The Brewers Association (BA), the trade association representing small and independent brewers, just released 2011 data on the U.S. craft brewing industry. It is all good news. Last year craft brewers saw a 13 percent increase in volume, with a 15 percent increase in retail sales. Production increased by 1.3 million barrels.
In 2010, craft brewers represented 4.97 percent of the volume of the total U.S. beer market. That means 4.97 percent of the beer produced in the USA was craft beer. In 2011, that number climbed to 5.68 percent. Craft beer production reached 11,468,152 barrels in 2011. Craft beer dollar sales in 2011 equaled $8.7 billion. The overall U.S. beer market equaled $95.5 billion.
This is all good news but there is still plenty of room for growth. In very simple terms, craft beer makes up just 5.68 percent of the beer market in the U.S. That number –just 5.68 percent– is hard for those of us living in the Pacific Northwest to comprehend. In Portland, that number is closer to 30 percent. In the Seattle area, about 25 percent of the beer we consume is craft beer. San Francisco trails slightly at about 20 percent. All other U.S. cities are much, much lower. Yes, even renowned bastions of craft beer like San Diego and Denver fail to come even close to the three cities I mentioned above.
“While the overall beer market experienced a 1.32 percent volume decrease in 2011, craft brewing saw significant growth, surpassing five percent total market volume share for the first time,” said Paul Gatza, director, Brewers Association. “It’s becoming increasingly clear that with the variety of styles and flavors to choose from, Americans are developing a strong taste for high-quality, small-batch beer from independent brewers.”
In 2011 a total of 250 new craft breweries opened. Only 37 closed. The Brewers Association reported that 1,989 breweries were operating in the U.S. in 2011—an 11 percent increase. Small brewers employed approximately 103,585 workers in 2011.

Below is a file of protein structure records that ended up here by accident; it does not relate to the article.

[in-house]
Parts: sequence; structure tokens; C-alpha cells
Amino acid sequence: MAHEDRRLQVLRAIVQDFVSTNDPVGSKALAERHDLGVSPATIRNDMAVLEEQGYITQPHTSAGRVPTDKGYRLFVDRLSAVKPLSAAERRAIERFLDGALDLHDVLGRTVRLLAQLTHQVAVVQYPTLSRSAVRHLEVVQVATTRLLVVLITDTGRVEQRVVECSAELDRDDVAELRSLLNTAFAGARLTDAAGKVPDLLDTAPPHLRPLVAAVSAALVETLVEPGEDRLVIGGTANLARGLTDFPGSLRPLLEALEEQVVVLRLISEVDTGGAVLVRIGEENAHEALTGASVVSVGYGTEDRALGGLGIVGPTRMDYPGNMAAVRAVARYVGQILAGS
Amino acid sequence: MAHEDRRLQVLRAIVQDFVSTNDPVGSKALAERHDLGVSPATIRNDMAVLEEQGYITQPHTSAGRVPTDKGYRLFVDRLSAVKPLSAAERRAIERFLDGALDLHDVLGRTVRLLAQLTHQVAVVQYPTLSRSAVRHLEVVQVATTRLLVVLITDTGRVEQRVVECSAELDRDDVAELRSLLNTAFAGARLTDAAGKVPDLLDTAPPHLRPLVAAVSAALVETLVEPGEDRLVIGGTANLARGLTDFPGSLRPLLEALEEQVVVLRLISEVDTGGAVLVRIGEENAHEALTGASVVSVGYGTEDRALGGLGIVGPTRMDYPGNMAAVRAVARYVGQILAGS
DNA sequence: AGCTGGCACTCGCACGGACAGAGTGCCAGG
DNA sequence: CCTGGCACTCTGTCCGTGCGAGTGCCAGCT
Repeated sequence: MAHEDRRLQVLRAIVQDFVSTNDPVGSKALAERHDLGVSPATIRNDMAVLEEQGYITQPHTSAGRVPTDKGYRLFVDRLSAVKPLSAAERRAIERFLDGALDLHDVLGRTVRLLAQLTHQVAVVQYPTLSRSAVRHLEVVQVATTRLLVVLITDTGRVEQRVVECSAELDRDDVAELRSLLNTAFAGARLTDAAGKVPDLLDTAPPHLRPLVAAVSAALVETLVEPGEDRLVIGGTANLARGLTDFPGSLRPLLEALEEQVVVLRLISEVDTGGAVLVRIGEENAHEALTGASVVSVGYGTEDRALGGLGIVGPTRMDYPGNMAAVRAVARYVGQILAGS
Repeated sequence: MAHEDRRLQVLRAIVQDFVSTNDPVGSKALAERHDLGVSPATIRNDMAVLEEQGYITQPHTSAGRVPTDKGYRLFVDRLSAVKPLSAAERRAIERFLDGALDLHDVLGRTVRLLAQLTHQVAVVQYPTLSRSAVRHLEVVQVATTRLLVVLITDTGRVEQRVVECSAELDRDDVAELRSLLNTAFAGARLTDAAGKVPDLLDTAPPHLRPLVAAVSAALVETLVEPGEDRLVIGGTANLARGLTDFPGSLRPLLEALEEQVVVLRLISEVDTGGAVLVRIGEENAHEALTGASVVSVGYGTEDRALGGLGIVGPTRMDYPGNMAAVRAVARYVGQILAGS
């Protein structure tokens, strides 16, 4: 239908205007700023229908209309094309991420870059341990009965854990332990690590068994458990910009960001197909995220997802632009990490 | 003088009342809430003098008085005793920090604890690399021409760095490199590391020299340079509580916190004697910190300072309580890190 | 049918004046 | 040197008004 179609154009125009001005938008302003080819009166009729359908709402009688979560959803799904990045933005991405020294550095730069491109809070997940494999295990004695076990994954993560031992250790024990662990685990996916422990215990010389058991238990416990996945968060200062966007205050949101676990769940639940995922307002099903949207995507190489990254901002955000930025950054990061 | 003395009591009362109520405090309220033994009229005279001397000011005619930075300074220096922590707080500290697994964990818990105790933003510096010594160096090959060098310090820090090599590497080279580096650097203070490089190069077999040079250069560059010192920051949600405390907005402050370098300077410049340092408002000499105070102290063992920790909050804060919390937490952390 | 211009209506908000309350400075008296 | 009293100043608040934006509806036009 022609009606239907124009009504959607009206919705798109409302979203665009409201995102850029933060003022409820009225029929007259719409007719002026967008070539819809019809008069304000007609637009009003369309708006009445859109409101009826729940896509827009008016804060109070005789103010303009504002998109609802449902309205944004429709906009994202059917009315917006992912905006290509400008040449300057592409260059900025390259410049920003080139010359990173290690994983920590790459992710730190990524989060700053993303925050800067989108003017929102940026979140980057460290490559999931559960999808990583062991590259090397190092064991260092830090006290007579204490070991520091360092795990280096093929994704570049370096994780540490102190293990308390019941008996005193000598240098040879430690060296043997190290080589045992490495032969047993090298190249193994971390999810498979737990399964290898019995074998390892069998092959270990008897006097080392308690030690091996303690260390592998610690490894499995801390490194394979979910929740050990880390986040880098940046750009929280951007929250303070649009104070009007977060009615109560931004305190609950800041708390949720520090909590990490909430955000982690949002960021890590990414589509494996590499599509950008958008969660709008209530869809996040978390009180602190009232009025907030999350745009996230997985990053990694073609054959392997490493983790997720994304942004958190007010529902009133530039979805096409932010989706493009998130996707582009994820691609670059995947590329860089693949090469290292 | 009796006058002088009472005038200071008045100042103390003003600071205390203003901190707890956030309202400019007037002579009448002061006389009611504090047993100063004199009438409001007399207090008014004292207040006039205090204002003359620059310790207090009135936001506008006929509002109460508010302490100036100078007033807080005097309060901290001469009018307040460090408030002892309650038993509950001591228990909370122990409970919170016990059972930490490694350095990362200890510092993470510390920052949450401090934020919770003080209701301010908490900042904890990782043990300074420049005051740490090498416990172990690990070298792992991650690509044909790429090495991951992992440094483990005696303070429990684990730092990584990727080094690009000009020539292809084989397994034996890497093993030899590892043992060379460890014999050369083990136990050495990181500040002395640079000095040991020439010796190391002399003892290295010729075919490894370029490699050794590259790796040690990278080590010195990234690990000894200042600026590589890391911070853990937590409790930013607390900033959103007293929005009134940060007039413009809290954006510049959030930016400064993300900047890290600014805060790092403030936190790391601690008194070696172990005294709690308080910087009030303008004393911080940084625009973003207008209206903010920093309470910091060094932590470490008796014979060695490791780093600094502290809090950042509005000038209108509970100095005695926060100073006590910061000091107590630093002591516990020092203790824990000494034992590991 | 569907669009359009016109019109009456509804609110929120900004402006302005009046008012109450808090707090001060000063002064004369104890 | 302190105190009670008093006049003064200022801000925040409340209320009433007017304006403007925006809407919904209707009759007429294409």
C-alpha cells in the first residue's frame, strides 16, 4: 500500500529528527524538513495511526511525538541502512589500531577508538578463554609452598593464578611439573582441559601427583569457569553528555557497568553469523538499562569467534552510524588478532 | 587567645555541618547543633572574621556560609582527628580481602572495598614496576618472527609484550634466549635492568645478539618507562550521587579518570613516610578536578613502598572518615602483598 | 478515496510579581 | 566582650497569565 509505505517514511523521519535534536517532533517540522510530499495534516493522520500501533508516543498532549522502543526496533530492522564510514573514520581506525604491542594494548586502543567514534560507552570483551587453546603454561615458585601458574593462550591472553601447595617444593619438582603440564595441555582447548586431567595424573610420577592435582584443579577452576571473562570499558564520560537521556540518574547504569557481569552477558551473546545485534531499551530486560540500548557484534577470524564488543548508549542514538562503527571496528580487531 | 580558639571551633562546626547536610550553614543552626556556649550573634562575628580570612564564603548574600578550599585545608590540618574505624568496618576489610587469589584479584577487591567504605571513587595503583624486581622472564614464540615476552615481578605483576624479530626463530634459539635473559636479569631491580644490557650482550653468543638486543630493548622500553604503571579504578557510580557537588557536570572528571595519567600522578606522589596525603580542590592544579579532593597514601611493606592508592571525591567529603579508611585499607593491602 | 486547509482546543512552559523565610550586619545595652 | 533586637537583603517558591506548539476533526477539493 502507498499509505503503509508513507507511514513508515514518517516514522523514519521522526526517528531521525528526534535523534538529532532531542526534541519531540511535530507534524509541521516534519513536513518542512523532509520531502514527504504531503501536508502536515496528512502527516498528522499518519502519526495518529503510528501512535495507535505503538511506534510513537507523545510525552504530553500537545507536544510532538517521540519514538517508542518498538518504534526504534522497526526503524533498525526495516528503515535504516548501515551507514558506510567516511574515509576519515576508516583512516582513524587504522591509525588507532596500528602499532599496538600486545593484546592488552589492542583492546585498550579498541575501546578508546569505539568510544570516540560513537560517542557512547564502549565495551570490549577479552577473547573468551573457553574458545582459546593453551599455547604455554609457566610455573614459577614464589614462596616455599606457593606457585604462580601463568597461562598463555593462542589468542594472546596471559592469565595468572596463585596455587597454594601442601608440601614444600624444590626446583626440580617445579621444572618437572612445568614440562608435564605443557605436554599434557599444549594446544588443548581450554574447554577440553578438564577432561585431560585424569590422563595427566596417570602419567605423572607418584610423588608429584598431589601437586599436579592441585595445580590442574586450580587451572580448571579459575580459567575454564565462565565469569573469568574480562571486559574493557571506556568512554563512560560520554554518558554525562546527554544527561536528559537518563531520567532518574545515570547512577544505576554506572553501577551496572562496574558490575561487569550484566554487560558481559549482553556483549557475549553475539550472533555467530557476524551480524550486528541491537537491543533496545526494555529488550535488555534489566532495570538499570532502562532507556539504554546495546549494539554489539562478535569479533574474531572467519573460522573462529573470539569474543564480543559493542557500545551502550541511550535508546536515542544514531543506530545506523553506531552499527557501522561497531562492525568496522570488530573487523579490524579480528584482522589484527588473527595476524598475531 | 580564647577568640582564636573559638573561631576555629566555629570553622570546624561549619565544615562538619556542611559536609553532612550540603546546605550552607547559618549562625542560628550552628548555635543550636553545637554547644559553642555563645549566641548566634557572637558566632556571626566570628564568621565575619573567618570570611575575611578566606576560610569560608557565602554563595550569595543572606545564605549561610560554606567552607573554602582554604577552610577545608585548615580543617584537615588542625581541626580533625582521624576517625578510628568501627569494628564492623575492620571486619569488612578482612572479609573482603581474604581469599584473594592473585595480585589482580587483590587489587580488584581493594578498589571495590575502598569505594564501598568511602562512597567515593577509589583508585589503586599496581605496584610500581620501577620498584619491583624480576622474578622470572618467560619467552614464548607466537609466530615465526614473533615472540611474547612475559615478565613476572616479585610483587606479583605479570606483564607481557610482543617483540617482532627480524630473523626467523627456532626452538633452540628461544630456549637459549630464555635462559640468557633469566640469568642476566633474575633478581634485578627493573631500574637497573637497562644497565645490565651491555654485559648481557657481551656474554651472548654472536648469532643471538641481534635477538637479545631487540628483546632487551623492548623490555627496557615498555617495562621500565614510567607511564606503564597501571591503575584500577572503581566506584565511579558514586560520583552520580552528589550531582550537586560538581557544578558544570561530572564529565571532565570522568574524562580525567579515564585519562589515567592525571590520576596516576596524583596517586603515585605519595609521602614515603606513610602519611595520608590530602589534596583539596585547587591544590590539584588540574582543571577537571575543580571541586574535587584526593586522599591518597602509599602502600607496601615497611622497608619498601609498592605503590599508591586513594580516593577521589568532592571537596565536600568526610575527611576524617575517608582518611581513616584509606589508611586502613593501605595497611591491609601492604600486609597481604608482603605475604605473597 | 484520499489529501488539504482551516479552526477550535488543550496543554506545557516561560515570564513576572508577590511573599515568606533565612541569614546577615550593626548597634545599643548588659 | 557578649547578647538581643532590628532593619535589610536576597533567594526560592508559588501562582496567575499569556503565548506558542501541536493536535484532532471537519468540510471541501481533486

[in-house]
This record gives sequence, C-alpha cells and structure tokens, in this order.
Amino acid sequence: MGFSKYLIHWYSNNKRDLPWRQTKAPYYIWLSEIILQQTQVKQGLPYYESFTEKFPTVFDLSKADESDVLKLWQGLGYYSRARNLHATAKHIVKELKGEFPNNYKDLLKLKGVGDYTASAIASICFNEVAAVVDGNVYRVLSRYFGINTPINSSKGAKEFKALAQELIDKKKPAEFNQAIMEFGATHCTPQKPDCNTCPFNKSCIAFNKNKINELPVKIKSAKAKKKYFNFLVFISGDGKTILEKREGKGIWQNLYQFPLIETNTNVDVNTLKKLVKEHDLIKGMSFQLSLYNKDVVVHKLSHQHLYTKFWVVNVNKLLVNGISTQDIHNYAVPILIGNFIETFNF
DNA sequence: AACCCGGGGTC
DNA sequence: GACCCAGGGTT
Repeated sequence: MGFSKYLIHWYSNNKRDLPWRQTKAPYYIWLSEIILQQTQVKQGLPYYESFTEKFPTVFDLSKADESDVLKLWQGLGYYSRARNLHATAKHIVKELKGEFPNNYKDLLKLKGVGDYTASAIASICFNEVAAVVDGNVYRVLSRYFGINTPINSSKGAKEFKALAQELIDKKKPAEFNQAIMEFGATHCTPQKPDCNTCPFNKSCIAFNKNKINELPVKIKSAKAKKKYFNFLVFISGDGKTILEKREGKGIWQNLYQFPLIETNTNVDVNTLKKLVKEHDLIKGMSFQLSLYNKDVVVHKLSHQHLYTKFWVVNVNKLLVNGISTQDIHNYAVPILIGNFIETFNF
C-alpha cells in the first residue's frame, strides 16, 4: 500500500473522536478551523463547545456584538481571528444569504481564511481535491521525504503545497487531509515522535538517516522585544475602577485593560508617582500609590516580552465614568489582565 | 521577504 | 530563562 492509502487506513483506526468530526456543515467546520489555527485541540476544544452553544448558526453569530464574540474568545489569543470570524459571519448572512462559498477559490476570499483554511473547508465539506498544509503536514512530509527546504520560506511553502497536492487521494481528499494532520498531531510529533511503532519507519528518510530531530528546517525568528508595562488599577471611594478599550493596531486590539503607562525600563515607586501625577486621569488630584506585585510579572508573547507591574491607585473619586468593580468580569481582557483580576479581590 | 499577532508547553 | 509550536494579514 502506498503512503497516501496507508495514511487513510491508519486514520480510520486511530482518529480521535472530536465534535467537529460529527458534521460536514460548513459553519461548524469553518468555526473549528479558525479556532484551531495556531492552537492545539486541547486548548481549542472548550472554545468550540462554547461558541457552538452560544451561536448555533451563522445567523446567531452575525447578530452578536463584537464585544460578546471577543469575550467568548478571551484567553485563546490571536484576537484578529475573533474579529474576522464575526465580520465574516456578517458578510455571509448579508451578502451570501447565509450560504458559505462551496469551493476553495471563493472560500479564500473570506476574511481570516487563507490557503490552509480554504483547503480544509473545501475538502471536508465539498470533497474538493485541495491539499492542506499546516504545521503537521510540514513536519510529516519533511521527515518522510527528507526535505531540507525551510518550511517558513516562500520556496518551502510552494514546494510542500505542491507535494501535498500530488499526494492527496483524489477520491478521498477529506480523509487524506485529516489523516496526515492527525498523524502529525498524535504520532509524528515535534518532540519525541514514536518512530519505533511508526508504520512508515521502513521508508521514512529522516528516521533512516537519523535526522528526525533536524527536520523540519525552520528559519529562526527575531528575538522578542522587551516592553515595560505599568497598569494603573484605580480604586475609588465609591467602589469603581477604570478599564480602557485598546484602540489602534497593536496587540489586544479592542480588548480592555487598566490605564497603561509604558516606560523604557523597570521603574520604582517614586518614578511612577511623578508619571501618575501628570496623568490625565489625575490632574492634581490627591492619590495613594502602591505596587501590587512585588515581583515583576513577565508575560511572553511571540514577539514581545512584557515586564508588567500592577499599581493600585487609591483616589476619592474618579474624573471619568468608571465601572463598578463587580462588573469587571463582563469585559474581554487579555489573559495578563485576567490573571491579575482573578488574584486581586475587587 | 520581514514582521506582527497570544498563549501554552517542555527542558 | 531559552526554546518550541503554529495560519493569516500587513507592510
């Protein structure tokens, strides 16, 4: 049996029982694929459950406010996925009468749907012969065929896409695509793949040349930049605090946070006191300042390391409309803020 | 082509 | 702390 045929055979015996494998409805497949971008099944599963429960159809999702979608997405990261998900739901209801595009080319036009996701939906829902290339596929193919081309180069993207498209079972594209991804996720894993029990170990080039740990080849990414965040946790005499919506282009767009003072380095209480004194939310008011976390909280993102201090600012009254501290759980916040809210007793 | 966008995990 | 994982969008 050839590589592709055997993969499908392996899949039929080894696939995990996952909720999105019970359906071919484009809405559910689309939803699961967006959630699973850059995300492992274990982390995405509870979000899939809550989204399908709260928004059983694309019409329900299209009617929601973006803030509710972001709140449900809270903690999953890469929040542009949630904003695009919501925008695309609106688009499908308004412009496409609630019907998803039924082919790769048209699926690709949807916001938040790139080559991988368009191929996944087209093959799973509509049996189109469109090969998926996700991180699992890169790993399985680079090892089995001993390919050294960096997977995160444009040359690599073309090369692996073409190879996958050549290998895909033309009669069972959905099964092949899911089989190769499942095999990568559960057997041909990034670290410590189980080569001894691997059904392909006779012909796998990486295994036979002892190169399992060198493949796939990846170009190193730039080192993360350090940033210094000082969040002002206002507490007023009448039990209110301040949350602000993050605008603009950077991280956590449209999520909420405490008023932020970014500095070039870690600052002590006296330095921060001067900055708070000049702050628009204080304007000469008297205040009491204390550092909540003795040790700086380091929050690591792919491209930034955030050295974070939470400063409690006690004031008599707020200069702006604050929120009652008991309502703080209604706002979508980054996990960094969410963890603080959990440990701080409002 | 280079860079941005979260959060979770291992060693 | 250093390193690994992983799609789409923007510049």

“We saw rapid growth in brewery openings last year, particularly with microbrewery start-ups, and these numbers are poised to rise even more in 2012,” added Gatza. “In February 2012, we already topped 2,000 operating breweries—a truly remarkable milestone. We look forward to even more success and the continued expansion of the craft beer market.”
The BA’s numbers are preliminary. The official, comprehensive report is due in a couple of months. See the preliminary report here.
The Brewers Association definition of craft beer: “An American craft brewer is small, independent, and traditional. Small: Annual production of beer less than 6 million barrels. Beer production is attributed to a brewer according to the rules of alternating proprietorships. Flavored malt beverages are not considered beer for purposes of this definition. Independent: Less than 25 percent of the craft brewery is owned or controlled (or equivalent economic interest) by an alcoholic beverage industry member who is not themselves a craft brewer. Traditional: A brewer who has either an all malt flagship (the beer which represents the greatest volume among that brewers brands) or has at least 50 percent of its volume in either all malt beers or in beers which use adjuncts to enhance rather than lighten flavor.”